The New Zealand Health Survey 2016/17 found that around 1 in 3 adults (aged 15 years and over) were obese (32%) and a further 34% of adults were overweight but not obese.
It’s estimated that at any point in time, one in four adults are trying to lose weight, most of the time usually by going on a diet. Most of those people are going to be disappointed because as I wrote a few weeks ago (The BIG Con – Diets Don’t Work) , diets don’t work long-term.
The main reason is that when it comes to comes to effective weight management what people actually need is a mind-set shift. One that tackles the root causes of bad habits like over-eating, emotional eating and dependencies on food.
Very often, the ‘triggers’ for these habits go back as far as our childhood experiences.
When we’re born, our clever little bodies are kitted out with everything they need to sense when we are hungry. Babies cry because they need nutrition, not because they want to over-indulge. They don’t yet have any awareness of what that even means. Then, as we grow, our experiences form habits. For example, maybe our parents offer us sweets or chocolate as a treat, and we start to associate such things with feeling happy, content and safe. In this way, food becomes more of a habit and lifestyle choice, than a means to keep us alive and healthy which is what it’s ultimately there for.
The trouble with diets is that they focus us on the negatives, like depriving ourselves, from the outset. They also accentuate an obsession with food – while they might push us to replace ‘bad’ foods with good ones, they still have us constantly focusing on eating, which is counterproductive.
In my opinion, this is why most diets aren’t sustainable in the long term. While the most successful diets might see us achieving our weight loss goals initially, nine times out of 10 we’ll fall back into our old ways eventually. This is because they don’t address the fundamental causes of our tendency towards over-eating - our habits.
So, the first step towards developing a long term better relationship with food is to re-set our mind to do away with such ingrained behaviour. It is this focus on changing from the inside out that makes the difference. Effective weight management programmes get to the root of where our attitudes to food and eating habits come from and incorporate mind-set shifts to change those things.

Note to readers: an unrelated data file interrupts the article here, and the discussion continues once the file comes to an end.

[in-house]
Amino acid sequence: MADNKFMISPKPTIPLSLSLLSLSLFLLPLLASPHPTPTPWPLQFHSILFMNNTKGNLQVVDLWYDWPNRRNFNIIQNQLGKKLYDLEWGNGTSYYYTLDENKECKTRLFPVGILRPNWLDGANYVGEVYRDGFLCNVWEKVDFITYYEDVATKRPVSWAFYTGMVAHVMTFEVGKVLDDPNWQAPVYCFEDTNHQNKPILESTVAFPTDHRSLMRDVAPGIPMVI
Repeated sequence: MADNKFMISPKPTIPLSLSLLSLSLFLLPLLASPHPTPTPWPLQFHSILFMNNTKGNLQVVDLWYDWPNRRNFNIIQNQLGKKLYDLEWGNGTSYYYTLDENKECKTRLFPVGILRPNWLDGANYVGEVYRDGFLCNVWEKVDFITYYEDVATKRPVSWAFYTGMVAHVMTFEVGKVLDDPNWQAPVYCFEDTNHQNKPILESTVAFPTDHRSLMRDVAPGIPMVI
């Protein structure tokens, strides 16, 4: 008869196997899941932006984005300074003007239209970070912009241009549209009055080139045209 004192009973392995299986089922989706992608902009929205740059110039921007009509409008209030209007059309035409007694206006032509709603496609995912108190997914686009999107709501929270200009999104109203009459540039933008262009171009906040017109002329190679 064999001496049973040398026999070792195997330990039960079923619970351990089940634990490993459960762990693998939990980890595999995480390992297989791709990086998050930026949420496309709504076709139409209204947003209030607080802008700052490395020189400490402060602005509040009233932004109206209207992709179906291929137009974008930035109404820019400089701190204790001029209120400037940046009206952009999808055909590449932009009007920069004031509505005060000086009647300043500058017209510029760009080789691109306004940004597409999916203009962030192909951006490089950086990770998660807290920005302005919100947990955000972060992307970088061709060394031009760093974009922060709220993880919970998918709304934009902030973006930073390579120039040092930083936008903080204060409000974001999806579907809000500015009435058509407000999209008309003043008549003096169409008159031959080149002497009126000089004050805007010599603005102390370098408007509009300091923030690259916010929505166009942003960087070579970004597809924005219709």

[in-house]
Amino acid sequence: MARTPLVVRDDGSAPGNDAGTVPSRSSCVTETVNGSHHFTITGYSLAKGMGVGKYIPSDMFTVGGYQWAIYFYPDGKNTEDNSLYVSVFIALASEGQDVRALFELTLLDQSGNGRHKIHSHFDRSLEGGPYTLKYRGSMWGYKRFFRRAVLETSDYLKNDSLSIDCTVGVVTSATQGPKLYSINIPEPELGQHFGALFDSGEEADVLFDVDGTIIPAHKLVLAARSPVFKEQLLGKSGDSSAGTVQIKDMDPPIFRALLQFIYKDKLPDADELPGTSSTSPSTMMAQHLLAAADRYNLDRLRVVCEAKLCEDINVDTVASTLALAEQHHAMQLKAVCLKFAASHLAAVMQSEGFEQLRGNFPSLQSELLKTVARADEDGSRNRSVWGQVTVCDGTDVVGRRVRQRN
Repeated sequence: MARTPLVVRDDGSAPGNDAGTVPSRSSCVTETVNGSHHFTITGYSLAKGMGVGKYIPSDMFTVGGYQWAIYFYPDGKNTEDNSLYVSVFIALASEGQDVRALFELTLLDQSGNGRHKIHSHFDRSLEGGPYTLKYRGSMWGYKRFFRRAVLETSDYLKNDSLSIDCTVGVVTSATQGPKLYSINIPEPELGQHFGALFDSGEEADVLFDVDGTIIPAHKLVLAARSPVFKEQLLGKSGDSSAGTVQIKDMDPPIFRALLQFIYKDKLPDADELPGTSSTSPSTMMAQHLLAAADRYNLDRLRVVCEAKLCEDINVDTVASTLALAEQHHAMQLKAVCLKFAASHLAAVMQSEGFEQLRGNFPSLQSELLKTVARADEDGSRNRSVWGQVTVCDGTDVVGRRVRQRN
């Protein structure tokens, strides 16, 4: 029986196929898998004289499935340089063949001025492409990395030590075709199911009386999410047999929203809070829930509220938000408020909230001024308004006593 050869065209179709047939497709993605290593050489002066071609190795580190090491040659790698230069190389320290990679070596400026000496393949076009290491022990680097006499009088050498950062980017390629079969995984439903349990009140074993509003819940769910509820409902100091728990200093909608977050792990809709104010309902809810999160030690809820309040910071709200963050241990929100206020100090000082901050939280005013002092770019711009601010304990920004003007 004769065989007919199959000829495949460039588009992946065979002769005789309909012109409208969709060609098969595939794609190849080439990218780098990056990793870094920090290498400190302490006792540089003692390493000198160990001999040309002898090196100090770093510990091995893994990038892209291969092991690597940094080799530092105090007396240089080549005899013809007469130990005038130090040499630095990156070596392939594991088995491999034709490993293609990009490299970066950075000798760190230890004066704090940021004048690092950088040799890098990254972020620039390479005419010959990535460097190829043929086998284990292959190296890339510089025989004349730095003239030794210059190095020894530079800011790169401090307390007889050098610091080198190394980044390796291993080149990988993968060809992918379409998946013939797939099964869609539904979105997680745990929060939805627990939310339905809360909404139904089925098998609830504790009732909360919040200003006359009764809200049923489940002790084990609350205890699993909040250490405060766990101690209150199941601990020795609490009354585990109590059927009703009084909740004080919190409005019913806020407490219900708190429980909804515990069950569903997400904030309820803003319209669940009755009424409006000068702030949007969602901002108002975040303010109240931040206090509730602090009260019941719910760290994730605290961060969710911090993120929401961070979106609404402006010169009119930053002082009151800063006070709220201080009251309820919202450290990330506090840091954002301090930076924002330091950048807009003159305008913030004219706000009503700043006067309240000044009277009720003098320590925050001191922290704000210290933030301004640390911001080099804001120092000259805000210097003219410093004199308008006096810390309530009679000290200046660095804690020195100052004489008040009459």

For example, I coached one lady for whom her weight problem was linked to feelings around not being good enough. She was a very intelligent and successful woman. Anyone who knew her would wonder how she could ever feel like that, and fall prey to an eating disorder. However, it emerged that it went right back to her childhood. No matter how well she did at school or college she never received any praise from her father. That experience had led to her not feeling good enough in other areas of her life. In situations like this, I often find that people subconsciously put on weight almost as an extra, protective layer, as well as seeking the short-lived highs that often come from eating the wrong things. With this particular lady, subconsciously she believed that if she lost weight, she would expose herself to more accusations of "not being good enough.”
I helped her change her mind-set, from the belief "I'm not good enough" to the belief "I am good enough." The ripple effect of this mind-set shift had a positive impact not only on her eating habits and her weight, but her life overall.
If you’d like to explore how you can create a mind-set shift and shed that unwanted, excess, weight permanently, get in contact, and let’s schedule a 30 minute no-obligation, discovery conversation. It could be first step towards finally achieving the weight and body shape you want.
Have a great week,
Tony helps individuals to harness the power of their mind to achieve success and well-being in life, work and business. Tony's particular area of expertise lies in helping people to 'change their minds' so they overcome unhelpful habits and gain freedom from worry, anxiety and stress. Tony’s solution focused approach to coaching uses a range of techniques drawn from the fields of co-active coaching, hypnosis, positive psychology and neuro-linguistic programming (NLP).